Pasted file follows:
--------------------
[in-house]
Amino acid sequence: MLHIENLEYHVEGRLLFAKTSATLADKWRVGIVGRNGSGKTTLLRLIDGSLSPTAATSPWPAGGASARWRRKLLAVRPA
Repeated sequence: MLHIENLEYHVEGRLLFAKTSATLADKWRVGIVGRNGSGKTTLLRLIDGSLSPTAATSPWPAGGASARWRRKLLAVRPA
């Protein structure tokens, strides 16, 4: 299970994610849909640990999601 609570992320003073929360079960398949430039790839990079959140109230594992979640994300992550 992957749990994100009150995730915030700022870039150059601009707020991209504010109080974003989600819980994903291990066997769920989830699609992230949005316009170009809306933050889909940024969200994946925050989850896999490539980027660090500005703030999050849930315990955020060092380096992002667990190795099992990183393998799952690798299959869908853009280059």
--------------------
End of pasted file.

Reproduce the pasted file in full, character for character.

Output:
[in-house]
Amino acid sequence: MLHIENLEYHVEGRLLFAKTSATLADKWRVGIVGRNGSGKTTLLRLIDGSLSPTAATSPWPAGGASARWRRKLLAVRPA
Repeated sequence: MLHIENLEYHVEGRLLFAKTSATLADKWRVGIVGRNGSGKTTLLRLIDGSLSPTAATSPWPAGGASARWRRKLLAVRPA
């Protein structure tokens, strides 16, 4: 299970994610849909640990999601 609570992320003073929360079960398949430039790839990079959140109230594992979640994300992550 992957749990994100009150995730915030700022870039150059601009707020991209504010109080974003989600819980994903291990066997769920989830699609992230949005316009170009809306933050889909940024969200994946925050989850896999490539980027660090500005703030999050849930315990955020060092380096992002667990190795099992990183393998799952690798299959869908853009280059």